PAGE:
There’s Nothing Like Disappointment to Keep Debt Markets Booming

Inside Six Flags Magic Mountain Amusement Park Ahead Of Earnings Figures
Photographer: Patrick T. Fallon

If not for a steady stream of disappointing economic news, what would corporate-bond investors do?

The fact that company debt has rallied in recent months isn’t so much a reflection of optimism on growth and profits than it is a bet the spate of underwhelming data will keep the Federal Reserve from declaring happy hour over by raising interest rates for the first time since 2006.

Take the Bloomberg ECO U.S. Surprise index, which show the nation’s economy consistently underwhelming analysts more than any time since 2009. The latest: orders for business equipment unexpectedly fell in March for a seventh consecutive month.

Consider that most major central banks are either pumping cash into their economies or otherwise cutting interest rates that aren’t already near zero. So what you get is a rush to buy debt that can provide positive returns, but isn’t so risky that investors will lose their shirts.

In this environment, U.S. high-yield bonds have gained 3.8 percent this year and investment-grade notes have returned 2.5 percent, according to Bank of America Merrill Lynch index data.

“If there was better U.S. and European news then U.S. interest rates would go up,” Bank of America Corp. credit analysts wrote in an April 22 report. “Our concerns remain that rebounding U.S. and global data take rate hiking risks to the next level, causing credit spreads to widen,” likely resulting in losses on company bonds.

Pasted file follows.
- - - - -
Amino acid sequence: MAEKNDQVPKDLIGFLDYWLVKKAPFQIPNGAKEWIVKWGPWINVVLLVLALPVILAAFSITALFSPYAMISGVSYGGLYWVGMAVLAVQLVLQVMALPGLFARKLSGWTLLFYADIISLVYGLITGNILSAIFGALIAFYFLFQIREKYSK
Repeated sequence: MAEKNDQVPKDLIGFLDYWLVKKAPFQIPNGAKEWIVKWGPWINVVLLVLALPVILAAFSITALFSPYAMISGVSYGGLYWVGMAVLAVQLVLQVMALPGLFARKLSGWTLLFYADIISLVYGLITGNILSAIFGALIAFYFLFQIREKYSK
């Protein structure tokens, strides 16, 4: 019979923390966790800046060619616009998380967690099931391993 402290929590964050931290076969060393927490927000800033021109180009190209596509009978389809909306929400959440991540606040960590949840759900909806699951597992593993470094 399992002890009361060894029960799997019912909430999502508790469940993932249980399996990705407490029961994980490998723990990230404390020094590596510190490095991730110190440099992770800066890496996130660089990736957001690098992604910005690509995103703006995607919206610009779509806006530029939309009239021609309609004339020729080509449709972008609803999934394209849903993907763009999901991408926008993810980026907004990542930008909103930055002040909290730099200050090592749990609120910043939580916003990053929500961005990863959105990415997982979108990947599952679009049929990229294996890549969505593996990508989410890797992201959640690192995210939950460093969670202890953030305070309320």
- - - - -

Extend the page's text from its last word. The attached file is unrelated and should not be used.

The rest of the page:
Eroded Buffer

Corporate debt has traditionally been somewhat insulated from losses when benchmark rates rise because they provide more yield than government securities and the tighter policy usually reflects a strong economy that results in higher sales and profits.

That protection may evaporate, though, if the economy suddenly surprises and central banks feel the need to start steadily raising rates more than what investors are pricing.

In 2013, when yields on 10-year Treasuries rose 0.8 percentage point in two months, high-yield bonds lost 3.2 percent and investment-grade notes fell 5 percent, Bank of America Merrill Lynch index data show.

The likelihood of that happening again anytime soon is getting lower by the day. The Fed of late has expressed no rush in lifting rates amid a stronger dollar, volatile oil prices and weaker-than-forecast economic data.

At least that’s what bond investors are hoping. Anything else, and they may be in for a rude awakening.

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